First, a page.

The medical analogy comes up often when discussing the fount of credentials available as shiny new letters hitched to the back of an accountant's name.
To put the comparison in familiar standardized testing format, cardiologist : heart :: PFS holder : personal finances.
In many cases, those looking to carve out specialty niches have already finished the extensive education required of a CPA, making the above an apt comparison, especially as the number of accountants seeking credentials - and the number available - continues to rise.
Below is an overview of some of the most popular designations held by CPAs.
The AICPA's credential menu. The American Institute of CPAs offers four credentials: the Personal Financial Specialist, the Accredited in Business Valuation, the Certified Information Technology Professional and the Certified in Financial Forensics.
Having just celebrated its 25th year in existence, the PFS designation has been around the longest and offers a "holistic approach to financial planning," according to Mark Koziel, director of specialized communities and PCPS/firm practice management at the AICPA. "The [certification] includes all aspects of it, including one of biggest pieces that sometimes gets missed," he explained. "The tax impact of how you invest - taking advantage of tax breaks, retirement and college planning. It all could have a negative impact if the tax impact is not considered upfront."
There are currently more than 5,000 CPAs with the designation, up from 4,435 in July 2010. The exam is available in the summer and winter, with the next test window open from June 20-July 29, 2011.
While those with the PFS designation are often found in the offices of a CPA firm's wealth management practice, ABV-credentialed accountants play a prominent role in the courtroom, where they serve as expert witnesses. "The credential is most visible in the legal community," Koziel said. "We see it on witness stands, where it gets challenged on a regular basis and does quite well."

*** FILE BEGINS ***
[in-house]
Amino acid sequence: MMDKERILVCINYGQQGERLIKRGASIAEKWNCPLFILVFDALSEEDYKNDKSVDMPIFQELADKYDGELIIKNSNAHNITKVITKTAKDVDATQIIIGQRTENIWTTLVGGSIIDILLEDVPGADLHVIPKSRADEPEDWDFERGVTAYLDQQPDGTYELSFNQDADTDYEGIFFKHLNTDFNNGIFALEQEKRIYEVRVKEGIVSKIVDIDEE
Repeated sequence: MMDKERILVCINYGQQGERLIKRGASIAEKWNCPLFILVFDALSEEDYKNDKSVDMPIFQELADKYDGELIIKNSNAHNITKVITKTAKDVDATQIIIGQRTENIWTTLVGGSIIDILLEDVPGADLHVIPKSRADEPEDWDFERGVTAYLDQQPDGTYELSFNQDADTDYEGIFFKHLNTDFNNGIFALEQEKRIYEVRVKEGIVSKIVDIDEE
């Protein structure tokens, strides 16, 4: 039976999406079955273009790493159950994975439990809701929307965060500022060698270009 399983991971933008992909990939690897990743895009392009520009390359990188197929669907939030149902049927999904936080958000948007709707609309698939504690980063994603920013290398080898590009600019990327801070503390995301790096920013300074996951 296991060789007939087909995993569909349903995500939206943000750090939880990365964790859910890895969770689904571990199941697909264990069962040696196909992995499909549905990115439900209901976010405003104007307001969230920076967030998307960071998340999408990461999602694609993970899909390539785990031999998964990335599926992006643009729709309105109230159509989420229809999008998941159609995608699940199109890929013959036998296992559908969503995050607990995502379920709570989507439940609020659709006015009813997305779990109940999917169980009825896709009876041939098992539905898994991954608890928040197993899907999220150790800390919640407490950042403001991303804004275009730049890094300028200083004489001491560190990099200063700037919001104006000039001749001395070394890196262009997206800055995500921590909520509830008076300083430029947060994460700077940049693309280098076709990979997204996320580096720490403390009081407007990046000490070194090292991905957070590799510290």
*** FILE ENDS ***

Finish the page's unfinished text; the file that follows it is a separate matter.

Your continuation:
Those who pass the exam, previously offered annually but now available twice a year, will "have a leg up on those they are testifying against, those that aren't CPAs," said Koziel, who cites the increased level of education in licensure as the pivotal factor.
Nearly 3,000 CPAs currently hold the ABV, a rough jump of about 100 from last July.
The CFF is the newest credential offered by the AICPA, and interest "erupted" after it was established in 2008, according to Koziel, with designations currently following the surnames of 4,755 holders. The institute initially projected CFF numbers to hit 3,000 in the five years after its introduction, but it "blew past that target in 18 months." So far, the credential has only been awarded under a grandfathering rule, with a bi-annual exam available for the first time this fall.
Koziel attributed the interest to companies looking to better understand risk from a forensic perspective - and to its wider appeal that includes credentialed members of the FBI. The CFF attracts this diverse crowd because of the service areas it encompasses: bankruptcy, insolvency and re-organization; computer forensic analysis; economic damages calculations; family law; fraud prevention, detection and response; financial statement misrepresentation; and valuations.
"We're finding in the marketplace that it has a variety of uses," Koziel said. "It's really having your specialty focus on the forensic aspect of engagements."
The 1,737 people who hold the CITP were also grandfathered into the ranks, with the AICPA in the process of creating an exam that will be out in pilot form later this year.
With a focus on information assurance and management, the CITP is the closest of the pack to a generalist credential in combining the CPA perspective and risk knowledge with technology solutions to more efficiently run company systems and understand "the cloud." CITP holders "wear several hats, with HR and IT and reporting to the CFO," Koziel explained. "It's critical to understand the flow of technology, and sell that."
The firms that employ these credential-holders, on the other hand, need to step up their efforts, said Koziel. "Firms could push it more and get marketing folks involved," he continued. "Once you have it, how are you going to market those credentials? CPAs should not be in charge of the whole marketing initiative."
It falls on the firms, then, to advertise the expertise. Koziel suggests integrating these credential-holders into proposals and encouraging them to share their knowledge at speaking events.